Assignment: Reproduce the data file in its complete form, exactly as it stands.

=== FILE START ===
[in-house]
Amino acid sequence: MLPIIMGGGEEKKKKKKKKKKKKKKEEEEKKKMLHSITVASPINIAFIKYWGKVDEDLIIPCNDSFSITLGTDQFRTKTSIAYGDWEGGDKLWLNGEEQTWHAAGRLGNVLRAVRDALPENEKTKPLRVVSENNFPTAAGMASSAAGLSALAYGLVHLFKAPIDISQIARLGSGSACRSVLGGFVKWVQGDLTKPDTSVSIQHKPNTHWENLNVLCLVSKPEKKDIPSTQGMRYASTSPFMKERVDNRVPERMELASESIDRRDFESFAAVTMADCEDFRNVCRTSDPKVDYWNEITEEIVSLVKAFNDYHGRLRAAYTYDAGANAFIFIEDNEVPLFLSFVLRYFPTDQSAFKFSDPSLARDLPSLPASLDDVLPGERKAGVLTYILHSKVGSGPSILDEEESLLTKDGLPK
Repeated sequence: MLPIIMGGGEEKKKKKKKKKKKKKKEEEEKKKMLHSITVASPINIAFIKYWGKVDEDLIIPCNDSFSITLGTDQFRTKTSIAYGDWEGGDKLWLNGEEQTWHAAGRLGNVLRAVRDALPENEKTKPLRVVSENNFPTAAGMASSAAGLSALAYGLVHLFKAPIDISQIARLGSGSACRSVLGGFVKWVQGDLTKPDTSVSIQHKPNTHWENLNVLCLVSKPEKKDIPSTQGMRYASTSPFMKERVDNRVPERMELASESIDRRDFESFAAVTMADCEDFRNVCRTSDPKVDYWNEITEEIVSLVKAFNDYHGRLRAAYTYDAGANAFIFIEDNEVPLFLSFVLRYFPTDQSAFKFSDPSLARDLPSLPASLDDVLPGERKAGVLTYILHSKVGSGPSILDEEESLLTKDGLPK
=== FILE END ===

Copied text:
[in-house]
Amino acid sequence: MLPIIMGGGEEKKKKKKKKKKKKKKEEEEKKKMLHSITVASPINIAFIKYWGKVDEDLIIPCNDSFSITLGTDQFRTKTSIAYGDWEGGDKLWLNGEEQTWHAAGRLGNVLRAVRDALPENEKTKPLRVVSENNFPTAAGMASSAAGLSALAYGLVHLFKAPIDISQIARLGSGSACRSVLGGFVKWVQGDLTKPDTSVSIQHKPNTHWENLNVLCLVSKPEKKDIPSTQGMRYASTSPFMKERVDNRVPERMELASESIDRRDFESFAAVTMADCEDFRNVCRTSDPKVDYWNEITEEIVSLVKAFNDYHGRLRAAYTYDAGANAFIFIEDNEVPLFLSFVLRYFPTDQSAFKFSDPSLARDLPSLPASLDDVLPGERKAGVLTYILHSKVGSGPSILDEEESLLTKDGLPK
Repeated sequence: MLPIIMGGGEEKKKKKKKKKKKKKKEEEEKKKMLHSITVASPINIAFIKYWGKVDEDLIIPCNDSFSITLGTDQFRTKTSIAYGDWEGGDKLWLNGEEQTWHAAGRLGNVLRAVRDALPENEKTKPLRVVSENNFPTAAGMASSAAGLSALAYGLVHLFKAPIDISQIARLGSGSACRSVLGGFVKWVQGDLTKPDTSVSIQHKPNTHWENLNVLCLVSKPEKKDIPSTQGMRYASTSPFMKERVDNRVPERMELASESIDRRDFESFAAVTMADCEDFRNVCRTSDPKVDYWNEITEEIVSLVKAFNDYHGRLRAAYTYDAGANAFIFIEDNEVPLFLSFVLRYFPTDQSAFKFSDPSLARDLPSLPASLDDVLPGERKAGVLTYILHSKVGSGPSILDEEESLLTKDGLPK